This book is the exception. The beginning was fun, esp the comparisons of medieval England with the goings on at the contemporary Chinese court. But once Menzies starts into his theory things start to become highly speculative. As with many pseudo science books, a few vague unsupported claims are made upon which the reasoning is founded, the conclusions of which later serve to support the initial assumptions. Reasoning in circles in other words, and not even well done or well written... I couldn't bear it and put the book away after the first half. To date this is the only book that made me do this.

However, I'm sure a lot a lovers of pseudo science will love this. Just beware this book belongs in that category...


Angkor and the Khmer Civilization (Ancient Peoples and Places)
Angkor and the Khmer Civilization (Ancient Peoples and Places)
by Michael D. Coe
Edition: Paperback

2 of 2 people found the following review helpful
4.0 out of 5 stars A good companion, 21 Nov 2007
I read Coe's book on the Maya when visiting the Mayan sites in Guatemala, and I liked it very much. So it was only normal that I would get his book on the Angkor civilization when visiting Cambodia. I read it throughout the three week trip and it offered important background during the visits. Though not going in the utmost detail I found it covered most aspects well enough and as such it enhanced my visits very much (though I didn't take it with me on the sites themselves, its being slightly too heavy for that made it stay in the hotel mostly).


Zambia: Safari in Style
Zambia: Safari in Style
by David Rogers
Edition: Paperback

7 of 8 people found the following review helpful
5.0 out of 5 stars Zambia at its best, 11 Jan 2007
Having travelled to Zambia twice, I can safely say that this book gives the best view possible of the immense natural wealth of the country. David Rogers captures unique wildlife images and manages to show off the spirit of upmarket safari experiences possible in Zambia.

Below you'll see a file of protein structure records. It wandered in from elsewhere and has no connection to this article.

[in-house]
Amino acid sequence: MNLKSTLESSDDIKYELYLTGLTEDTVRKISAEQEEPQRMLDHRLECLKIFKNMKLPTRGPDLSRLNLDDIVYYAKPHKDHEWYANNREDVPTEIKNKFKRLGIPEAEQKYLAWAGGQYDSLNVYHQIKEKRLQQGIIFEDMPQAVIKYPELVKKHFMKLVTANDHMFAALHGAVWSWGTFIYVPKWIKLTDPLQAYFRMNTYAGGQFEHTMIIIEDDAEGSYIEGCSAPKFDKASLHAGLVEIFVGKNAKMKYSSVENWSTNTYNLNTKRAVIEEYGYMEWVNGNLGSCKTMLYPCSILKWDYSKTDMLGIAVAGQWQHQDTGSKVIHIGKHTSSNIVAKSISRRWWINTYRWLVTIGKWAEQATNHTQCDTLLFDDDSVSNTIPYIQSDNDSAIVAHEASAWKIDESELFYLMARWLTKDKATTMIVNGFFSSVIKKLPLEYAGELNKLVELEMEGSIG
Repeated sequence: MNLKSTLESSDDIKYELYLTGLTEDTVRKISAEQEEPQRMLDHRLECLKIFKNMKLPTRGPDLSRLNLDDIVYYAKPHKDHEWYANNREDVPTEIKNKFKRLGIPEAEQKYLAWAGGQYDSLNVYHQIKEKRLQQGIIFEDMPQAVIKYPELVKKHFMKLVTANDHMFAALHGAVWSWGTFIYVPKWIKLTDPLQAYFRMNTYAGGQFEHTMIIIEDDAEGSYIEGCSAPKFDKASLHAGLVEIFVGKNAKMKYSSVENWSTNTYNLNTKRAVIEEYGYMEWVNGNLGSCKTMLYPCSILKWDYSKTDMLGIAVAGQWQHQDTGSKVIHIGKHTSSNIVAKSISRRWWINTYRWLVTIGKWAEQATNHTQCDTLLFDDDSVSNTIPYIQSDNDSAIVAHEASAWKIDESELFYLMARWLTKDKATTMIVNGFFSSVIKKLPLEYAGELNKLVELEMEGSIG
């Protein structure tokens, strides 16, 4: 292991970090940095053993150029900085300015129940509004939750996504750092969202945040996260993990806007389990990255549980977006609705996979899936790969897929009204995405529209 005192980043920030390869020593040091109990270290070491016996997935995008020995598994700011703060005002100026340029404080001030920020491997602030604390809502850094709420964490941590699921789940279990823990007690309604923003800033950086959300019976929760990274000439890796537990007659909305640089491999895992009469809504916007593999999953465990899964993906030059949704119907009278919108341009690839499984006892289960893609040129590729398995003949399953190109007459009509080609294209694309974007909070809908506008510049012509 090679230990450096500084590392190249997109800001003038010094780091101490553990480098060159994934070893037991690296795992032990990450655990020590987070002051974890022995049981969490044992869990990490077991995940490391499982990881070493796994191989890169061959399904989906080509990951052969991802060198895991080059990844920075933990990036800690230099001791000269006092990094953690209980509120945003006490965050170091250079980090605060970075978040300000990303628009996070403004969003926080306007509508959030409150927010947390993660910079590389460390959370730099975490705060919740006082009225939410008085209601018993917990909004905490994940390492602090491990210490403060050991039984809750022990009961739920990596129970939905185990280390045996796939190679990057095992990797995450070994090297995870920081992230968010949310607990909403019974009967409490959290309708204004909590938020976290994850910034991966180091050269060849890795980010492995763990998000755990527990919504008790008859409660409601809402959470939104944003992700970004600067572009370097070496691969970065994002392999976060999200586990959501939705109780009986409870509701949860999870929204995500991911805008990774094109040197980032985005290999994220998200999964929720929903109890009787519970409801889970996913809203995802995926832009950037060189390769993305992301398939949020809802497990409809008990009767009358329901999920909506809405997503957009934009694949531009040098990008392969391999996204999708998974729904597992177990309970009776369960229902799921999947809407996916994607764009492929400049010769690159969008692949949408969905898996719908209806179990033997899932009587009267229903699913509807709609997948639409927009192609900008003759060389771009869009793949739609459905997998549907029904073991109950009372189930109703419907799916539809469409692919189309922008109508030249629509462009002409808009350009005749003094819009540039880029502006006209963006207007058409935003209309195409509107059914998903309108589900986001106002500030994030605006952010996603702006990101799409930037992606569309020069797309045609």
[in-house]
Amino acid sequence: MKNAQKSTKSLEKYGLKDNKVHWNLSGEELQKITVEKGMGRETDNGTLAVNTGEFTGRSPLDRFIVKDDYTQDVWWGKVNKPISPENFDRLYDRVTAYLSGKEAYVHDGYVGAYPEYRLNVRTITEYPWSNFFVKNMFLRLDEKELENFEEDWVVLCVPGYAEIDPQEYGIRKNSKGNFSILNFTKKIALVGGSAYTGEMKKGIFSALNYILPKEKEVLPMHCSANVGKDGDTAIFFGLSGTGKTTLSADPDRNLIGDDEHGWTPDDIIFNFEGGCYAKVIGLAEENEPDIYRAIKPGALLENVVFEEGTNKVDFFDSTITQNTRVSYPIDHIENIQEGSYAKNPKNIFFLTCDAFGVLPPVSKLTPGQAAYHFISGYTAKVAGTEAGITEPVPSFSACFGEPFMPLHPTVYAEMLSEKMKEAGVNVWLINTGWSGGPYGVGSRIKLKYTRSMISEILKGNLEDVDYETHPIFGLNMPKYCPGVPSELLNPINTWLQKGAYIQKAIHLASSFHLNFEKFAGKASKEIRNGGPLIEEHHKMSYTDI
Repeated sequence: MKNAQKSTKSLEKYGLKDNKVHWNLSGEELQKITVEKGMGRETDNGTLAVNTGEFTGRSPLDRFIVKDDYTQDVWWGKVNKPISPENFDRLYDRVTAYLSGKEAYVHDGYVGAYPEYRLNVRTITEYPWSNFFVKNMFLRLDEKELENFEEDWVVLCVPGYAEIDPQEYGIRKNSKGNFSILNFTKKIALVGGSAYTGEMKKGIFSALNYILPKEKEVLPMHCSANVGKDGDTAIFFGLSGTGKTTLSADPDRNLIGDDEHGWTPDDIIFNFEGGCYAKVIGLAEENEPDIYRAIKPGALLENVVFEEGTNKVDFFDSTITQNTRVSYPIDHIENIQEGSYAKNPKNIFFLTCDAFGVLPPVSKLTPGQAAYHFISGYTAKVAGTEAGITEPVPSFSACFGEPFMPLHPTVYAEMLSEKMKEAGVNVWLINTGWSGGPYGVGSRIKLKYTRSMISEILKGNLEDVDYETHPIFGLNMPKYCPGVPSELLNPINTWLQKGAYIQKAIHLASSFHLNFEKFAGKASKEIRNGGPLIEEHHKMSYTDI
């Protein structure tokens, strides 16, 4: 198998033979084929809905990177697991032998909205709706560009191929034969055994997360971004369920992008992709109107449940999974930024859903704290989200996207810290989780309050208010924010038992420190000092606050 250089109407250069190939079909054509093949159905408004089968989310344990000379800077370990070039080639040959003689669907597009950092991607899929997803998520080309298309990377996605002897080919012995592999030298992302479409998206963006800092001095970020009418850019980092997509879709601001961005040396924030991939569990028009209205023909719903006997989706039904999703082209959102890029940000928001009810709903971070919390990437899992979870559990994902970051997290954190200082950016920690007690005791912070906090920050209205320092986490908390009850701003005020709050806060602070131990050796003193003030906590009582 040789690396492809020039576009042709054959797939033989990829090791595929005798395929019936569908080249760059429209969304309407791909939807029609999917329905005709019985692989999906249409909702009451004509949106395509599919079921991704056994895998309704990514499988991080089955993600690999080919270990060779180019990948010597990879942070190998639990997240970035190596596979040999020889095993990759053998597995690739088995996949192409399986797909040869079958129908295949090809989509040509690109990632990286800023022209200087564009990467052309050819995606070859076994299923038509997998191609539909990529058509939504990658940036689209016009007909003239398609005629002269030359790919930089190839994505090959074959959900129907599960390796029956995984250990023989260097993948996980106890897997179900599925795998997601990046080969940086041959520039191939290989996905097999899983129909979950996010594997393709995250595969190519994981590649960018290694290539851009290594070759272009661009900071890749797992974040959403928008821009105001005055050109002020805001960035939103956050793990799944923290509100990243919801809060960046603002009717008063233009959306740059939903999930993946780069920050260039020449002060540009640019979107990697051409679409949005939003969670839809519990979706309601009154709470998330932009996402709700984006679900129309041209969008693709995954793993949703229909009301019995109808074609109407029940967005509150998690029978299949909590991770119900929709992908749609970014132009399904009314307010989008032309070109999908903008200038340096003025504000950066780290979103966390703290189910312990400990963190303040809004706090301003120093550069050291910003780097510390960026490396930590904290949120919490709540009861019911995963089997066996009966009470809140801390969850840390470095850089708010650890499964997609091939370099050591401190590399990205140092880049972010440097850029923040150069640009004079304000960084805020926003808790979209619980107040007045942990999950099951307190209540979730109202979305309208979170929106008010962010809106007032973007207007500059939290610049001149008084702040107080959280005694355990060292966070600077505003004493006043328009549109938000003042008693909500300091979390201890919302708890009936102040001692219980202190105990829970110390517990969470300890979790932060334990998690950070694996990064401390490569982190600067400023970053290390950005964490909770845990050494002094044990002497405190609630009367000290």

I met David on one of his photographic workshops in one of Robin Popes camps (Nkwali) and must say that the book clearly shows the enthousiasm David has for Africa and its natural heritage.

A great book by a great person!


Blood Relations: Menstruation and the Origins of Culture
Blood Relations: Menstruation and the Origins of Culture
by Chris Knight
Edition: Paperback
Price: £37.50

6 of 7 people found the following review helpful
4.0 out of 5 stars An impressive read, 2 Aug 2001
Blood Relations is a fascinating account of a possible way culture may have arisen. It is a ground breaking study in as much that it re-evaluates women's role in the cultural evolution proces, rather than see everything from a uniform (male oriented) point of view. At the same time it does not yield to feminist propaganda, and retains its objectivity throughout.
Perhaps exagerating the uniformous interpretation of the various myths discussed at the end of the book, Chris Knight does voice a lot a thought provoking ideas. The sheer volume and encyclopedic qualities of the work allow for sound evaluation of the proposed thesis.
Not one for the summer holidays, nor one for the unprepared, but this tough read is certainly one to at least make you re-evaluate culture and its origins. Much more so than most popular science titles. Unfortunately you will have to read these as well if you do not yet have the required background.
If the origin of culture is your quest, than this book is an absolute must!!